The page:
Document Type : Research Articles
Department of Information Technology and Bionics, Pázmány Péter Catholic University, Budapest, Hungary.
Department of Computer Engineering, Tishreen University, Lattakia, Syria.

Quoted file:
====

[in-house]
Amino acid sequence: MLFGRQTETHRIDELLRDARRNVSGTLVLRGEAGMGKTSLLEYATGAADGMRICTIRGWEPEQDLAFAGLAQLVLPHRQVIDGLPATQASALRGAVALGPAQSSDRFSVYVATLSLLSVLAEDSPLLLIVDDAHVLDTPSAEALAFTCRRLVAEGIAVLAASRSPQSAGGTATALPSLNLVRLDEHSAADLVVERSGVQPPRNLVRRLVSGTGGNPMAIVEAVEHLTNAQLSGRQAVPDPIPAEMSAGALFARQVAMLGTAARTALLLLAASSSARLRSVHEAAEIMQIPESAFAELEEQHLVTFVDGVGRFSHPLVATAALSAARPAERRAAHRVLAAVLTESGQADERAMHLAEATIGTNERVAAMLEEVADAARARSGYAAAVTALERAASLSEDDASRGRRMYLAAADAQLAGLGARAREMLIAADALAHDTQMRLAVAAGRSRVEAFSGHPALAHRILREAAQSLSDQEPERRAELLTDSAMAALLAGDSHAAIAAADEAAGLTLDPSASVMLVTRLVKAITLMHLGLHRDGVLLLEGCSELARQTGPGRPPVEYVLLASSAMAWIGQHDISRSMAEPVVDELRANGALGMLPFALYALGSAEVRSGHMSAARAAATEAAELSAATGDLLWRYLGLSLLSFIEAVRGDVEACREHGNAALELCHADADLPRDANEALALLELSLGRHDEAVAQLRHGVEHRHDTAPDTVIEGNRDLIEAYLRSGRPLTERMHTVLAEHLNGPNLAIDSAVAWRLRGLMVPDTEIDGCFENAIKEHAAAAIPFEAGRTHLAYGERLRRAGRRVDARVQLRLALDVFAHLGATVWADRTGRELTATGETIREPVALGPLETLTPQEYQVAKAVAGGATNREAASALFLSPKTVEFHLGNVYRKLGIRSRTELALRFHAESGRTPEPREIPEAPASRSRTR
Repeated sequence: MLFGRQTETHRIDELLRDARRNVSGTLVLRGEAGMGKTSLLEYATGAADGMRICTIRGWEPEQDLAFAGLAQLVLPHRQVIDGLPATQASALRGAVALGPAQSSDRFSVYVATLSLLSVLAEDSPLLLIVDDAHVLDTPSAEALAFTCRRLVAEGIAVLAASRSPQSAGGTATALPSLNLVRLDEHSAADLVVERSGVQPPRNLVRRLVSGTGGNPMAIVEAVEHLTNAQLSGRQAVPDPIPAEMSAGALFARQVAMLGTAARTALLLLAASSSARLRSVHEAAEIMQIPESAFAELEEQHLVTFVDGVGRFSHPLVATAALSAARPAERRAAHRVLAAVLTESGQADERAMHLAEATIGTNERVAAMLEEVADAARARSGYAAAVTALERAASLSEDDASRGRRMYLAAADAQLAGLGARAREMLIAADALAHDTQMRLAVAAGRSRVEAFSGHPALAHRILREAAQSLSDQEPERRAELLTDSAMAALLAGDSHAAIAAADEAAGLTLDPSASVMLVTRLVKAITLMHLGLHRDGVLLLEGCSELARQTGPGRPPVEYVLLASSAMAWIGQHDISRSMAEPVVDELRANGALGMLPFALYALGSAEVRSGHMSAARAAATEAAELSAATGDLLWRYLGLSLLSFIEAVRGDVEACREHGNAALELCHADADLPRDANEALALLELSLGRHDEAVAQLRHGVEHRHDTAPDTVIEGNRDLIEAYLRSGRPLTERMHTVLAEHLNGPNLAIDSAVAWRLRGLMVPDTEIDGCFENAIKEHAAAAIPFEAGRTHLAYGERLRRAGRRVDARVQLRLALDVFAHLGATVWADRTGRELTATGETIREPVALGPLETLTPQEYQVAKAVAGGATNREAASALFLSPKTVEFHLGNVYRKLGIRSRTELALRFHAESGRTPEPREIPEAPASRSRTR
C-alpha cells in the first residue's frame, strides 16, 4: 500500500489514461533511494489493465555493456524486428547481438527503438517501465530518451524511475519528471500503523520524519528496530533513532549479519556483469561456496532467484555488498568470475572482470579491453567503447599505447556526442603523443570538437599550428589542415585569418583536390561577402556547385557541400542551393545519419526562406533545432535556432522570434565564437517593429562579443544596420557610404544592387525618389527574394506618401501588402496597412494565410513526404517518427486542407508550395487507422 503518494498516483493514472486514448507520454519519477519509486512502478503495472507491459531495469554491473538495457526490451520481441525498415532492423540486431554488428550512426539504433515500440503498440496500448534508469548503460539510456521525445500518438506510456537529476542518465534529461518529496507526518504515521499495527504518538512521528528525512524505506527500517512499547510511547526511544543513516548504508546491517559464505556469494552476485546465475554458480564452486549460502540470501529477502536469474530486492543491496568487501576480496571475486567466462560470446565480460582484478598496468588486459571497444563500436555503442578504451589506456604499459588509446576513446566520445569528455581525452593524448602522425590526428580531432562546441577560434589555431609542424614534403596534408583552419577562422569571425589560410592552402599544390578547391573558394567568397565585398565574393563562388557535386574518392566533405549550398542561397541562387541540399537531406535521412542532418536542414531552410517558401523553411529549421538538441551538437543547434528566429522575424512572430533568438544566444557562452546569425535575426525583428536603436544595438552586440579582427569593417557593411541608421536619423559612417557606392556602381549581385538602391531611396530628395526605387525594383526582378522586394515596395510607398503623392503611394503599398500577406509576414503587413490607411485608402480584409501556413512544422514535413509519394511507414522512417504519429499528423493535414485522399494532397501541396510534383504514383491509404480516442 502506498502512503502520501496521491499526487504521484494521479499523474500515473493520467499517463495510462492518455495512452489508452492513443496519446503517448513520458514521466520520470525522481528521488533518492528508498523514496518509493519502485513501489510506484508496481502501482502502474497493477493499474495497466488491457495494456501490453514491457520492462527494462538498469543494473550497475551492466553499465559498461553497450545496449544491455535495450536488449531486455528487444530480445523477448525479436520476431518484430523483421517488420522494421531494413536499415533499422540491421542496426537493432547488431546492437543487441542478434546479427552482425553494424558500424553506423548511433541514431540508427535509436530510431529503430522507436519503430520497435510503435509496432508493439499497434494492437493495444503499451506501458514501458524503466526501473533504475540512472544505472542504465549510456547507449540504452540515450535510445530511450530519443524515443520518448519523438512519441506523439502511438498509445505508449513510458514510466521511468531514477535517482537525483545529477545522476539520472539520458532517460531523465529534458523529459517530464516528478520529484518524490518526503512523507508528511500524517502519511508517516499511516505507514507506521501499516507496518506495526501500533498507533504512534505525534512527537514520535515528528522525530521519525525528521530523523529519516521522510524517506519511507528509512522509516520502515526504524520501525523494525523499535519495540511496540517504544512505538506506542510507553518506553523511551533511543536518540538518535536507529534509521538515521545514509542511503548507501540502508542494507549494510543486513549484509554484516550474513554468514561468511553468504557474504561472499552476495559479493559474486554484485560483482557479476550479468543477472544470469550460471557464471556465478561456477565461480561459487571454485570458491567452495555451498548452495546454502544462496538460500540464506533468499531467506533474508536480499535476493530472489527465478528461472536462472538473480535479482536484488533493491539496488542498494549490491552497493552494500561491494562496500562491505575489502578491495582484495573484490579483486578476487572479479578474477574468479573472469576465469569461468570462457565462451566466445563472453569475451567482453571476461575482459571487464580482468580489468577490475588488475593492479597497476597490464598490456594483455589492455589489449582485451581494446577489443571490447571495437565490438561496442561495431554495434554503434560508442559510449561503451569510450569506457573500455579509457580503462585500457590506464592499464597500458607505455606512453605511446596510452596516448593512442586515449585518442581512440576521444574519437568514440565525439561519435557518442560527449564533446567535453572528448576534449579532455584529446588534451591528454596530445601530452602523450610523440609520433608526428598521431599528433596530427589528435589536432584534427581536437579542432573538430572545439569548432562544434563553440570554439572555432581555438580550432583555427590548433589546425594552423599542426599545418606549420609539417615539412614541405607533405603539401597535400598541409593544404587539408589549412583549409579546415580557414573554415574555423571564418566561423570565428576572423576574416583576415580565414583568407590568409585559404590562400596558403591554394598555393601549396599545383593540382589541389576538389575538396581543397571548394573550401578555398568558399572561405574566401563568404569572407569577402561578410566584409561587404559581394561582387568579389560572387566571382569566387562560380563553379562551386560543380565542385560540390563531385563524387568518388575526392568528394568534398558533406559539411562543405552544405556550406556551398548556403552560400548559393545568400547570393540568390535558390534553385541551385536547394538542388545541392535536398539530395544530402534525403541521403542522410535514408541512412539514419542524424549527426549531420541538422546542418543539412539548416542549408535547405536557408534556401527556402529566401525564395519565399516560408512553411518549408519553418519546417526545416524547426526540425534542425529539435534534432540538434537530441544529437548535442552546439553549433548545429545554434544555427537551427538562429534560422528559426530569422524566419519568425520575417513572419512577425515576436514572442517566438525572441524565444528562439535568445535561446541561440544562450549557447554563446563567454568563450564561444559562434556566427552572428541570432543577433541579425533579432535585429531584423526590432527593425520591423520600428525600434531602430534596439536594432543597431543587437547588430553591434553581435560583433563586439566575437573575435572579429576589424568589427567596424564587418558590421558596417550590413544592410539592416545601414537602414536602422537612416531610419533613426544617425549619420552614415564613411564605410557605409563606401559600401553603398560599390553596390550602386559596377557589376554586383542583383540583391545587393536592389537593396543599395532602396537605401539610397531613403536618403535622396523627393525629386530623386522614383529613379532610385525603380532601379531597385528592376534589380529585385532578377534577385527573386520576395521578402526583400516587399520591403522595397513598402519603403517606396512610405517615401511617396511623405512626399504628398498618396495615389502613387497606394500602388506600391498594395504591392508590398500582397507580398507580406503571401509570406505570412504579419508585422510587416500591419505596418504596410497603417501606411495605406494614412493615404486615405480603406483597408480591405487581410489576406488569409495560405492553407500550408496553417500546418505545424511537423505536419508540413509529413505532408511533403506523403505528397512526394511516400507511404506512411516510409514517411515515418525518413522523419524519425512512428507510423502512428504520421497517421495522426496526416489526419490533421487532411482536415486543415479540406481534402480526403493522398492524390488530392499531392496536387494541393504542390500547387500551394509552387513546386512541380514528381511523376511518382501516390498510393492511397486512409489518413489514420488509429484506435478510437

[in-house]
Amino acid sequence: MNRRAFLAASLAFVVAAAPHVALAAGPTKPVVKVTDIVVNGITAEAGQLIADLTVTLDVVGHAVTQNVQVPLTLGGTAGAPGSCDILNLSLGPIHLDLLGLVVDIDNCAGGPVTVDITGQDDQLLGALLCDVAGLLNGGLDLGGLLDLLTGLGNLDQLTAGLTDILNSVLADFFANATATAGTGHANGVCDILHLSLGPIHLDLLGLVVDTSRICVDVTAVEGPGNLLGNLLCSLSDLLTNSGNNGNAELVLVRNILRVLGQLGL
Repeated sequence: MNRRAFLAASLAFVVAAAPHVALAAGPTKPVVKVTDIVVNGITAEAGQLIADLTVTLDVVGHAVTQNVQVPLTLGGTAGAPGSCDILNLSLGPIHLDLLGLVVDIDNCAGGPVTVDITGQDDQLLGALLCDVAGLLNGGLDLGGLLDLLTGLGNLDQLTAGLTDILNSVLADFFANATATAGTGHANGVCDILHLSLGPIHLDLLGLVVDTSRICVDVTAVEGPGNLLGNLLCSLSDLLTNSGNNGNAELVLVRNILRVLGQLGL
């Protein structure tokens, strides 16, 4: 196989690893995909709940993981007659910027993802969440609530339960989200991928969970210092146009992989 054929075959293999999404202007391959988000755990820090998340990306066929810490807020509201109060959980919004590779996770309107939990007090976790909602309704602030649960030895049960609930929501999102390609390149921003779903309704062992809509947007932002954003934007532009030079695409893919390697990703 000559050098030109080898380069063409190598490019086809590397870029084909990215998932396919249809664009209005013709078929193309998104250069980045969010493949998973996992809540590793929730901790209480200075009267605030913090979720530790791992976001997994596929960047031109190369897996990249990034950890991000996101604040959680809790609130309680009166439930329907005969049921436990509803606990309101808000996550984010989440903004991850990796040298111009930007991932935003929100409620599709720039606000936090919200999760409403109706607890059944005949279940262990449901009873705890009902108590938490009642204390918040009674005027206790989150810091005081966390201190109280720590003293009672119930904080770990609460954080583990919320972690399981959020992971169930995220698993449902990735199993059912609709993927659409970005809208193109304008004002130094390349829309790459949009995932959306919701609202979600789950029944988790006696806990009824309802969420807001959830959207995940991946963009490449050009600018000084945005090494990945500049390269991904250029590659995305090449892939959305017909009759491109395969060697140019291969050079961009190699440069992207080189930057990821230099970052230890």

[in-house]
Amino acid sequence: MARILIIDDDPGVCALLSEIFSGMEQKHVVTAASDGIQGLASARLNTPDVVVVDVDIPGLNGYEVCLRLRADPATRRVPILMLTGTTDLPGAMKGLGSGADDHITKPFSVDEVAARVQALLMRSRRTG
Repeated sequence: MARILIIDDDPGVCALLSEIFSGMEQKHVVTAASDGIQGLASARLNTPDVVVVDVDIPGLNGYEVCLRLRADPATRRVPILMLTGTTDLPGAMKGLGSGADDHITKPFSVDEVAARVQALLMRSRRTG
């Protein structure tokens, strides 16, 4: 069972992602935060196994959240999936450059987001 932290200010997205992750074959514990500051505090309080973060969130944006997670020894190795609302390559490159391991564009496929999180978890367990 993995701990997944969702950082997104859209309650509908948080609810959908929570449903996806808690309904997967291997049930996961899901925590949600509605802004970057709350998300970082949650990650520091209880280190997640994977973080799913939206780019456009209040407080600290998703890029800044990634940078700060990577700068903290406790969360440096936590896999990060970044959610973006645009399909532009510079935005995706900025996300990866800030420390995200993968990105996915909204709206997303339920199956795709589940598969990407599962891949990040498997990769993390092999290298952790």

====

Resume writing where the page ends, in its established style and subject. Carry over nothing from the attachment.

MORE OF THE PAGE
Objective: Early prediction of breast cancer is one of the most essential fields of medicine. Many studies have introduced prediction approaches to facilitate the early prediction and estimate the future occurrence based on mammography periodic tests. In the current research, we introduce a novel machine learning tool for the early prediction of breast cancer. Methods: Three basic resources are used to identify the most essential risk factors; including the BCSC (Breast Cancer Surveillance Consortium) dataset, a medical questionnaire, and multiple international breast cancer reports. The BCSC dataset has been normalized and balanced; consequently, the questionnaire and the medical reports are analyzed in order to define the degree of importance and a potential weight factor of each risk factor. These weights are used to scale risk factors and then the optimizable tree-based ML model is trained using the balanced weighted risk factors datasets. Results: Three balanced versions of the BCSC dataset are used; oversampled, down-sampled and mixed datasets. Each risk factor has a weight (1, 2 or 4) assigned based on a mathematical modelling of the questionnaire and the international breast cancer reports. The experiments are applied on the weighted and non-weighted versions of the database, and they indicate that the performance increases significantly by using the weighted version of the risk factors. The tests prove that the down-weighting of the non-essential risk factor increases the accuracy and reduces errors. The overall accuracy of the weighted balanced datasets reaches 100%, 95.8% and 95.9% for down-sampled, oversampled and mixed datasets respectively. Conclusion: Weighting the risk factors of the BCSC dataset improves the performance by increasing the accuracy and reducing the false rejection and false discovery rates for all versions of balanced datasets. The weighting approach can also be used to improve the estimation score of breast cancer by scaling the individual scores of risk factors.